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The Legend of Vox Machina S2 – Episode 12

Hello folks, and welcome back to Wrong Every Time. Today I’m eager to dive back into the drama of Vox Machina, having last left the party in a moment of absolute crisis and defeat. Scanlan’s plan to leave an Immovable Rod (well, short sword, but same difference) inside a dragon has quasi-succeeded, while leaving plenty of room for an exciting followup question: how the fuck are he and Vax going to get out of this dragon’s stomach? And while they focus on avoiding digestion, their allies are presented with a different yet equally vexing challenge: how do you make a dragon fight you when it’d rather just fly away? Well, presumably it’s just going back to its lair, meaning our heroes will be facing off with both legendary and lair actions as they attempt to free their comrades from death by stomach acid.

I imagine Scanlan and Vax’s plan was a flourish of stupidity that even Mercer didn’t plan for, but I assume this battle is otherwise going pretty much how he predicted. The push and pull of player agency versus dramatic necessity expresses itself in some unique ways when it comes to major boss fights; you want your players to feel like they can gain a leg up on their opponents via clever strategizing, but also don’t want the fight to feel either formulaic or prematurely solved, necessitating a balance between controllable variables and chaotic in-fight twists. Mercer appears to have navigated this balance through the construction of a two-act fight: first this ambush, which the players largely engineered themselves, followed by a presumed lair fight finale focused more on his own scripted inventions.

Coincidentally enough, my own campaign is also currently transitioning between these moments, with the party’s planning of their allegedly final battle soon to give way to a bombastic scripted escalation. Our melee fighters are largely running on fumes and our sorcerer only has a single spell slot left, so I believe I’ve successfully calibrated the challenge towards a death-defying victory next session, and am eager to see how my players wriggle their way out of this one. I’ll get back to you on how that all plays out, but for now let’s enjoy the climax of Vox Machina’s second season!

Episode 12

“The Hope Devourer.” An excellent draconic title. I should really have given my own campaign’s major foes more catchy nicknames like that – I’ve amassed an impressive array of high-ranking knights and devils, and few details stick in a player’s memory like a strong title. Given D&D is largely conveyed through spoken drama, it’s generally only possible to differentiate characters “at a glance” via the voice you take on while performing them and the style of language you employ for them specifically – I’ve tried to leave particularly distinctive voices to certain key characters, but when you’re fifty or so characters into a campaign, it can be hard to keep assigning new voices to everyone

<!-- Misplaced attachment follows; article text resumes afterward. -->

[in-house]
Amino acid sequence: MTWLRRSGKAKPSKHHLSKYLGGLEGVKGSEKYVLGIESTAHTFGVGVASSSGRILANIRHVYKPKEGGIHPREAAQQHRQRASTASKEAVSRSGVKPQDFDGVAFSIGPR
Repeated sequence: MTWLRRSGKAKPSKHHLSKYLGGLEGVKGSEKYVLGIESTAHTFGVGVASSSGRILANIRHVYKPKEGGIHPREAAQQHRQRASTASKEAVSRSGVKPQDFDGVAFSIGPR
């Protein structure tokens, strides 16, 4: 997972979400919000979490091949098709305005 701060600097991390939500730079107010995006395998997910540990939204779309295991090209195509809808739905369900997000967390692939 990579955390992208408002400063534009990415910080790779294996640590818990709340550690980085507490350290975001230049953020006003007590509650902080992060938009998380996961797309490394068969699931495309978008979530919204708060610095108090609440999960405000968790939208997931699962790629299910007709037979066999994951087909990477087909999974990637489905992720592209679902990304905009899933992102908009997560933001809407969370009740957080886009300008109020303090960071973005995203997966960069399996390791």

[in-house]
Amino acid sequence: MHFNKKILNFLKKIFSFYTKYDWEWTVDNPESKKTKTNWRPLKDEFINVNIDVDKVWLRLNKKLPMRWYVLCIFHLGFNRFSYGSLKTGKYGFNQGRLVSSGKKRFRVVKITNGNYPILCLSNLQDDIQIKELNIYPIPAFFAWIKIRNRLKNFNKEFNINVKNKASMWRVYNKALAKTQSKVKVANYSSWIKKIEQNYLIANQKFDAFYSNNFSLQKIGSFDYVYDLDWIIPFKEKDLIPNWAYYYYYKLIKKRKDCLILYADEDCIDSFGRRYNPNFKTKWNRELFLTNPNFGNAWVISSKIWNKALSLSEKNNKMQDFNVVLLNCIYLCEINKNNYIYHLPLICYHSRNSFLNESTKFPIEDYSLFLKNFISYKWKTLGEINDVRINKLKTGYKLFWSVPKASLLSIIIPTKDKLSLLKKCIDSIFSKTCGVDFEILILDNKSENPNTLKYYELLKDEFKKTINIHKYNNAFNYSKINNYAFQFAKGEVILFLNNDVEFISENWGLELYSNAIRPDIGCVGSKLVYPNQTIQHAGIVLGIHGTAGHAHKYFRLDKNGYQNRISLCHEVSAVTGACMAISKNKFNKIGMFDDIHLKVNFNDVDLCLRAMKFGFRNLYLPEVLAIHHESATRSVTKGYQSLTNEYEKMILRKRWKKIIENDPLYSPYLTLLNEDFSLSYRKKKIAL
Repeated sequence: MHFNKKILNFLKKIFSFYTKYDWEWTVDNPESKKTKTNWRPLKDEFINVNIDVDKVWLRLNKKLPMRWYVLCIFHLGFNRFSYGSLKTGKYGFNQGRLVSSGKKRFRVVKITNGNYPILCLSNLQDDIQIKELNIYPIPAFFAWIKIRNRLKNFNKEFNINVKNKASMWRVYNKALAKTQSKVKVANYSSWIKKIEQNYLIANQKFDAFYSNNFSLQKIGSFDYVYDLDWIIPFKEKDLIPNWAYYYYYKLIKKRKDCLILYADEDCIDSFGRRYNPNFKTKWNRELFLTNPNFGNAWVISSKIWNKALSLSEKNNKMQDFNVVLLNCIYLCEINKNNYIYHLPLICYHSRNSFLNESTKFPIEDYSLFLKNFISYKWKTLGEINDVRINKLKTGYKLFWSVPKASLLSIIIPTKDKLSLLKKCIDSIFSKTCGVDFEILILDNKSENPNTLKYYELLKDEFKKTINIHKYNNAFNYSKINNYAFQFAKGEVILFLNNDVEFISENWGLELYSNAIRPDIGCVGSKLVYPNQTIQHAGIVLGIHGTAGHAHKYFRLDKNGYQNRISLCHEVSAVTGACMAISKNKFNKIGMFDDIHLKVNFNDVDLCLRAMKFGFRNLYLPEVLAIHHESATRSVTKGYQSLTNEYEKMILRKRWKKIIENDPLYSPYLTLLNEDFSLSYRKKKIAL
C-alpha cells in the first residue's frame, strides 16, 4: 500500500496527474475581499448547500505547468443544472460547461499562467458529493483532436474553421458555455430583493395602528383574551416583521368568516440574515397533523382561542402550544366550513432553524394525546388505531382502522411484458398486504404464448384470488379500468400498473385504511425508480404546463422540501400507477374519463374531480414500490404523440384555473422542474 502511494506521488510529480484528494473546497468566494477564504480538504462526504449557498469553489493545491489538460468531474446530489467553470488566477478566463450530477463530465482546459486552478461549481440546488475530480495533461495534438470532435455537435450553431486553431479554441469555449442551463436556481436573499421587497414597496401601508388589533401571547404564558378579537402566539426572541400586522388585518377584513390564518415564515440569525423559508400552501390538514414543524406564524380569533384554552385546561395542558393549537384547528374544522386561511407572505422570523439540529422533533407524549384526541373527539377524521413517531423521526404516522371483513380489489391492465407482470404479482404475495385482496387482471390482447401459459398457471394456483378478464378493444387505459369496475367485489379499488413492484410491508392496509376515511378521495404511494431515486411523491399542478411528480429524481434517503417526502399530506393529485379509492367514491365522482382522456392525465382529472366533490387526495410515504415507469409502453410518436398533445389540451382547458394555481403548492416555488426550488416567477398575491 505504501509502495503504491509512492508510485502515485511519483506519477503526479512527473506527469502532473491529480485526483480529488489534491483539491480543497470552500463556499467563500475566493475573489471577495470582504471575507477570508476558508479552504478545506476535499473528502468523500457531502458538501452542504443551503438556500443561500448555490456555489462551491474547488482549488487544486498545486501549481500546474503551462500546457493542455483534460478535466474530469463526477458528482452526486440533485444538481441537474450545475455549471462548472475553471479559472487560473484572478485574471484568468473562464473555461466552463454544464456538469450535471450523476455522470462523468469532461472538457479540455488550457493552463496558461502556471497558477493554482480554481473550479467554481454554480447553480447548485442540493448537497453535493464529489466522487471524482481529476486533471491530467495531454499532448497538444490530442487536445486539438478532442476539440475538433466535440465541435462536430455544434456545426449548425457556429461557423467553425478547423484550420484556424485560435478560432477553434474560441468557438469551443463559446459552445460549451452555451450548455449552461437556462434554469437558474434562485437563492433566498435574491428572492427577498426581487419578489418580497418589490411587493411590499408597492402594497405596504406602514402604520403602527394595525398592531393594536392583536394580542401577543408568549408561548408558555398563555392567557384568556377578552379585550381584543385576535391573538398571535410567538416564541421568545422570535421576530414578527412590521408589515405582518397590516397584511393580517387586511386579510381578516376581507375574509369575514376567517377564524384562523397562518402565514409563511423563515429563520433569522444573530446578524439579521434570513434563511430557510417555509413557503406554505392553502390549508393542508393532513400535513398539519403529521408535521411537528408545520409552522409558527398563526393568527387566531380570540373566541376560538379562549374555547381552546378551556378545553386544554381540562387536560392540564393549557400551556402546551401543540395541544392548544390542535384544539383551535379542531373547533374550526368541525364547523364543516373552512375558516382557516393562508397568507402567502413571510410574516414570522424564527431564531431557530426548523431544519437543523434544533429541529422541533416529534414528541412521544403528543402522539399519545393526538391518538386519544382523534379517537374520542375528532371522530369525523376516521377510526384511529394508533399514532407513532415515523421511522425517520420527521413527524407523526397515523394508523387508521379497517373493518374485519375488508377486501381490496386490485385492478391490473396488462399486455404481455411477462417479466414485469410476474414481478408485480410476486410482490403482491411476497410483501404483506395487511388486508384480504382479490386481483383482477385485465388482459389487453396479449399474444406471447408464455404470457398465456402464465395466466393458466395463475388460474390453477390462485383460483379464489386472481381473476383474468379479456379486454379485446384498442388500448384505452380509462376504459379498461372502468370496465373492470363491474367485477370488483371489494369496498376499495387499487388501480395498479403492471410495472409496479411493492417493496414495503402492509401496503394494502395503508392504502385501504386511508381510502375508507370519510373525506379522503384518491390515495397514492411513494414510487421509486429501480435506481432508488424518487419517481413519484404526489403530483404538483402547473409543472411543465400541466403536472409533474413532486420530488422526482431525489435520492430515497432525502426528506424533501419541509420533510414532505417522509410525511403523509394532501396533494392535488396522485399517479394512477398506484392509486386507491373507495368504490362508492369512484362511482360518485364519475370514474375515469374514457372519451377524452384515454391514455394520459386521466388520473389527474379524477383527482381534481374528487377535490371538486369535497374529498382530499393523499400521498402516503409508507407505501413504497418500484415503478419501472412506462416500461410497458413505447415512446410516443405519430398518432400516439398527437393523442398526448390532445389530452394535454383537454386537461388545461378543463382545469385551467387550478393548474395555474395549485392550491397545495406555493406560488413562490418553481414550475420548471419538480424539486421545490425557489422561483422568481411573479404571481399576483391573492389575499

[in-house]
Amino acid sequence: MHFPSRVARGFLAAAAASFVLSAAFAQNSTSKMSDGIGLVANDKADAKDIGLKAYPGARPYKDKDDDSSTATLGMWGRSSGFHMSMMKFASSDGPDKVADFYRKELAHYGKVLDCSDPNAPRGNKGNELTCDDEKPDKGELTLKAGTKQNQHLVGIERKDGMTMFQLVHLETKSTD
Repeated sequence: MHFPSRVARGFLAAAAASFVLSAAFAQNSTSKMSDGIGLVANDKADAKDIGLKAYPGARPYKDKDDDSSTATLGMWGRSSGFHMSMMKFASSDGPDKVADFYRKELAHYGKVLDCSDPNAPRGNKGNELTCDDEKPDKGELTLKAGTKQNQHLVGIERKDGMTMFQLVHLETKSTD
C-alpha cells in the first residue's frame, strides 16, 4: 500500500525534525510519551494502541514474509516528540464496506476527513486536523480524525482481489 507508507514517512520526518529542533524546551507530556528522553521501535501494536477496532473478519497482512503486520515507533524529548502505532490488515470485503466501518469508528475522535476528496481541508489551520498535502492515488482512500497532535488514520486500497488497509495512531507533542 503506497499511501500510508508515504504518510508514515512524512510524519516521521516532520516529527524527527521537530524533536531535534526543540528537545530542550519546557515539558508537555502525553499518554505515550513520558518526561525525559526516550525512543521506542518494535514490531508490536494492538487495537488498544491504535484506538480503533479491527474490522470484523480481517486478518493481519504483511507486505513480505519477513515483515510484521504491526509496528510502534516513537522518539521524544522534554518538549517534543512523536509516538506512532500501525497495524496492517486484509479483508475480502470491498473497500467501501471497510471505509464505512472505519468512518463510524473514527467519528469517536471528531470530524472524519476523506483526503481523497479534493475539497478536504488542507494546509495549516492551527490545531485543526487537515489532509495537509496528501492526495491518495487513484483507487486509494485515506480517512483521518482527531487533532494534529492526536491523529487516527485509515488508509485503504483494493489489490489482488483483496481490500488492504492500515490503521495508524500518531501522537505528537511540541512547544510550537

I’ve also had to push back against my own natural instinct to try and avoid obvious reference points for character personalities or voices; I wouldn’t want to define my characters as “basically like insert popular character here but with a bigger nose” for traditional fiction, but exploiting player resonance is basically the only way to make things consistently stick in the more compressed narrative format of D&D. A lesson I learned from Magic: The Gathering lead designer Mark Rosewater: embrace player resonance, don’t try to carve out entirely new conceptual pathways

We open on what appears to be an idyllic post-battle reflection, as Scanlan recounts how he and his allies defeated the dread scourge Umbrasyl in a cozy cabin

Fantasies layered on fantasies here, as Scanlan regales his grandchildren with his exploits, having apparently made amends with Kaylie. Seems she was indeed the turning point – the narrative finally has something to do with Scanlan emotionally, something he cares about and strives for